In our efforts to understand what this all means, we’ve created illusory constructs that compartmentalize our existence here on Earth. When you categorize something you detach it from the source. And instead of these categories bringing us to a deeper level of understanding — more often than not — it drives people further from the truth.

Commerce thrives on categories, but categories kill art. What art needs to survive is community.

Just several days ago marked the 2-year anniversary, or #BAMiversary, of my essay: On Why Jazz Isn’t Cool Anymore. It was the impetus behind the subsequent Black American Music Movement. Aided by The Ancestors and many supporters, my desire has been to restore what has been lost in the Black community due to categorizations like “Jazz.” Unlike Jazz, Black American Music is not a category. It is an acknowledgement of our ancestors, without whom, art means nothing.

#BAM is not divisive; it seeks to unify a music and a people who are in need of connecting with their true nature. Jazz is about music, but #BAM is about life. When Black America, as well as other indigenous cultures, repairs what has been broken, we will witness a shift in our global consciousness, and reclaim our Human Nature.

Let the healing begin…


— Nicholas Payton aka The Creator of the #BAM Movement

A Nigga Tired: Why Non-Blacks Shouldn’t Say Nigga

It’s baffling that in 2013 we’re still having this conversation, but here we are. Repetition is the key to life. And as frustrating as it may be to repeat oneself over and over again, it is often necessary. Malcolm X and Martin Luther King didn’t give one speech and vanish into obscurity. It would be nice if folks got it the first time, however, that is almost never the case.

Here’s the deal: If you are not Black, you should not call a Black person “Nigger,” “Nigga,”  “Negro,” or anything like it. And it’s a weak argument that because Blacks say it gives license for non-Blacks to use it. You can talk about your spouse, but it doesn’t mean it’s okay for others to do so. It’s basic logic and Black people are not obligated to explain why others shouldn’t use the word.

White people didn’t invent the word and its roots predate chattel slavery. The word itself is not evil as much as the word has been misused, abused and given a dirty name.

There are schools of thought that the annunciation of “Nigga” can release kundalini energy in the body. There are no vowels in many ancient languages, and by this logic, “Nigga” can also be related to “Naga” which is the Sanskrit word for a deity that takes the form of a serpent. As a result, the incantation of Nigga or Naga can arouse this sleeping, coiled serpent that sits at the base of the spine and cause one’s spirit to awaken.

Serpents are revered in many ancient cultures because of its ability to shed skin, thus making it adaptable and giving it everlasting life. The American Negro has had to be like the serpent in order to survive throughout generation upon generation of oppression.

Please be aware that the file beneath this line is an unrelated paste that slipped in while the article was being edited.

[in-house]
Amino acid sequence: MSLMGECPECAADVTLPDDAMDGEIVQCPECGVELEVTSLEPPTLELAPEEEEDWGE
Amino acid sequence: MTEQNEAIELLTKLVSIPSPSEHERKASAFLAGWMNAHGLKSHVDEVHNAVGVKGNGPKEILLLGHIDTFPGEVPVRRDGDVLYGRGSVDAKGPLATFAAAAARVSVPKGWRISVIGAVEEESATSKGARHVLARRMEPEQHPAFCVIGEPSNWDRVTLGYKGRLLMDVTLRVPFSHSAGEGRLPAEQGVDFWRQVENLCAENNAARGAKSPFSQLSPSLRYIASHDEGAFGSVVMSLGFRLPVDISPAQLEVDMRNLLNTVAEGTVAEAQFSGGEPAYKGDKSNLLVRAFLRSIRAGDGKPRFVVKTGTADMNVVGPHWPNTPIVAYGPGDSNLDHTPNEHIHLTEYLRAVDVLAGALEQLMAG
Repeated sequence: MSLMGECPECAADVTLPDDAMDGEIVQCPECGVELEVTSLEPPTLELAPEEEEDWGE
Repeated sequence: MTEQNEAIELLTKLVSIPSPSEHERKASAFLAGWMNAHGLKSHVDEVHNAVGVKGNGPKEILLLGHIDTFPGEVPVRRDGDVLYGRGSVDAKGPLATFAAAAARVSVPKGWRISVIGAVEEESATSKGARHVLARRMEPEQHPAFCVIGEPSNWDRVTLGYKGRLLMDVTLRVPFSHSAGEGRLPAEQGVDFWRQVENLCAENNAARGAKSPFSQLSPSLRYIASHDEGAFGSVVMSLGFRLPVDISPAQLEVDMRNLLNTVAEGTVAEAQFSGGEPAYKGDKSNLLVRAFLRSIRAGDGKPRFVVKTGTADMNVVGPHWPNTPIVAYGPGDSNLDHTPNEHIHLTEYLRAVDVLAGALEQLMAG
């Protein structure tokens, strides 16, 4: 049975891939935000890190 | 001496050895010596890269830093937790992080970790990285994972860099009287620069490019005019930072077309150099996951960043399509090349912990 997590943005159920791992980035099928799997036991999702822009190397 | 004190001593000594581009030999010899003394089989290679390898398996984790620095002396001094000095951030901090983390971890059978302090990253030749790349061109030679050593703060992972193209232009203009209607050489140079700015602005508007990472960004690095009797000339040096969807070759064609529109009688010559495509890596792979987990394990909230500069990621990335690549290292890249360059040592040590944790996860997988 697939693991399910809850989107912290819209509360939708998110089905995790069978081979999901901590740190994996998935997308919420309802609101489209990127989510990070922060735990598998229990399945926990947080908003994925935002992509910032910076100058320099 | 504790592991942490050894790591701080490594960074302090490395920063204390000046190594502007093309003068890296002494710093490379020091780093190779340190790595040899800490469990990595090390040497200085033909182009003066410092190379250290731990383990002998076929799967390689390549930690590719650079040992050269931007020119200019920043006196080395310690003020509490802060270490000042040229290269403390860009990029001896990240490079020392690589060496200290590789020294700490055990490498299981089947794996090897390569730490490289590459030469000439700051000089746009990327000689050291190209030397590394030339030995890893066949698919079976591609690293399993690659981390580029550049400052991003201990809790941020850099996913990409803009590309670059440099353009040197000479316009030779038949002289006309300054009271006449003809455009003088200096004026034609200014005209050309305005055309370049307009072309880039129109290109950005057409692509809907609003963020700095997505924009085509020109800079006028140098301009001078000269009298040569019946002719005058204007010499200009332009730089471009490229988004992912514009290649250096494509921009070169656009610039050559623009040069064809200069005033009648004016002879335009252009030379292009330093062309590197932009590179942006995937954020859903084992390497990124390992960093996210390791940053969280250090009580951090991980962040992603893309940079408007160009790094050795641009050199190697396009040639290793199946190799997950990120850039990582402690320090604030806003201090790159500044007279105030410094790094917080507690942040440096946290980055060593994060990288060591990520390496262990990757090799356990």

“Behold, I am sending you out as sheep in the midst of wolves, so be wise as serpents and innocent as doves.”

— Matthew 10:16

Like many parts of African culture, the serpent has been reviled through the European lens. The serpent who taught Eve about the knowledge of good and evil — a lesson that all functional parents teach their children — is given a bad name. Cats, which were once sacred to Black people, have also become synonymous with bad energy. The same goes for just about anything black, for example: the financial crises of Black Monday and Friday, Black Dahlia, Black Sabbath, black magic, black propaganda, black comedy, blacklist, blackball, blackface and blackout are all negative connotations.

A large part of colonization is renaming things and imbuing tragedy onto beauty. They took our gods and made them to be feared. They took our great Black music and called it “JAZZ.” They took symbols of excellence and turned them into objects of repugnance. It’s up to Black people to rectify the wrongs. No one else can do it for us.

Black: dirty, soiled, thoroughly sinister or evil, wicked, indicative of condemnation or discredit, very sad, gloomy, calamitous, marked by the occurrence of disaster, and characterized by hostility or angry discontent, connected with or invoking the supernatural and especially the devil, characterized by the absence of light and reflecting or transmitting little or no light.


I find the last entry interesting, as the color black absorbs all wavelengths and colors, which is why you get so hot wearing black in the sun. Black accepts the sun and white reflects it. The darker the object, the better it receives the light.

Black people need to stop letting other people make them feel ashamed for what and who we are. What Black people decide to call each other is Black people’s business and non-Blacks don’t get a vote.

Every group has names they can call each other that someone outside the group can’t. Gay people have them, lesbians, Jews, couples, friends, family, etc. Black people are entitled to that same right without having to explain to outsiders why they can’t join the club.

“Niger” in Latin means black. “Negro” and “Negra” in Latin-based languages also mean black and is frequently employed as a term of endearment. The same can be said for “Nigga,” amongst Black Americans. I see no difference in any of them. It’s all Black and that is beautiful until some bigot like Richie Incognito is given a free pass to say it.

“A man has to be a man, and when you said ‘Negro,’ it’s a term that’s been used so many times, but I don’t particularly care for that term. I’d rather be a Black man, because that’s  identity. That’s the way he can improve himself and identity and respect for himself, as a man.”

— James Brown (as told to David Susskind)

Because it may be empowering amongst some Blacks, gives no non-Blacks the right to call them “Nigger,” “Nigga,” “Negro,” or any derivation of the word.

End. Of. Story.


— Nicholas Payton aka The King of Research

Martin/Incognito: An Open Letter to Jason Whitlock

Jonathan Martin walked into a twisted world led by Incognito

Mr. Whitlock, I read the above piece on the Martin/Incognito situation and you had me until this moment: